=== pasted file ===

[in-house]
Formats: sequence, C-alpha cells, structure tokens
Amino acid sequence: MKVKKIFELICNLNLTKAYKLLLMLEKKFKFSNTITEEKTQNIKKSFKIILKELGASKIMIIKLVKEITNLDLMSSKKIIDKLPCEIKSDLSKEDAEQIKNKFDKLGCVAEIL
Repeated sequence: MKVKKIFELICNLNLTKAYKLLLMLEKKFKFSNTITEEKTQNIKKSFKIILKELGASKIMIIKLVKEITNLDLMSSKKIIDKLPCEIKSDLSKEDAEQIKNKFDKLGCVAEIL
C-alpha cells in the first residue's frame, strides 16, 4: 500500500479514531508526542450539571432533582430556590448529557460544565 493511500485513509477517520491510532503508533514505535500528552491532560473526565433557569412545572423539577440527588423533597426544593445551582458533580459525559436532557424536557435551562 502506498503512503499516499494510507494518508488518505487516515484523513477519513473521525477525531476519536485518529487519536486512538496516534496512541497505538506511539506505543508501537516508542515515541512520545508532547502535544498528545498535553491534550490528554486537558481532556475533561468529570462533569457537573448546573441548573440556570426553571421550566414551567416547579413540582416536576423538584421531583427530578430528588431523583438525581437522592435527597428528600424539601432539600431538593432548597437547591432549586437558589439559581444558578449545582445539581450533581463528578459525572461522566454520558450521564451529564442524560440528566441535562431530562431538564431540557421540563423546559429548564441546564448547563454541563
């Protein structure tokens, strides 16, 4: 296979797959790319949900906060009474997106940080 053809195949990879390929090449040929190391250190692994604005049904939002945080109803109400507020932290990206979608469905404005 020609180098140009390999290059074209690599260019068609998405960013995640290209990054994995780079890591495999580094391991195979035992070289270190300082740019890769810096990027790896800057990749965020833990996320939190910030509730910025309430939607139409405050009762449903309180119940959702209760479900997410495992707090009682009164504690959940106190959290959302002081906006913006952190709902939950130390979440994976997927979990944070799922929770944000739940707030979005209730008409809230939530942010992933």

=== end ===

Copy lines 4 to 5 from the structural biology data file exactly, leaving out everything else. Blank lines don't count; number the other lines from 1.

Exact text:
Repeated sequence: MKVKKIFELICNLNLTKAYKLLLMLEKKFKFSNTITEEKTQNIKKSFKIILKELGASKIMIIKLVKEITNLDLMSSKKIIDKLPCEIKSDLSKEDAEQIKNKFDKLGCVAEIL
C-alpha cells in the first residue's frame, strides 16, 4: 500500500479514531508526542450539571432533582430556590448529557460544565 493511500485513509477517520491510532503508533514505535500528552491532560473526565433557569412545572423539577440527588423533597426544593445551582458533580459525559436532557424536557435551562 502506498503512503499516499494510507494518508488518505487516515484523513477519513473521525477525531476519536485518529487519536486512538496516534496512541497505538506511539506505543508501537516508542515515541512520545508532547502535544498528545498535553491534550490528554486537558481532556475533561468529570462533569457537573448546573441548573440556570426553571421550566414551567416547579413540582416536576423538584421531583427530578430528588431523583438525581437522592435527597428528600424539601432539600431538593432548597437547591432549586437558589439559581444558578449545582445539581450533581463528578459525572461522566454520558450521564451529564442524560440528566441535562431530562431538564431540557421540563423546559429548564441546564448547563454541563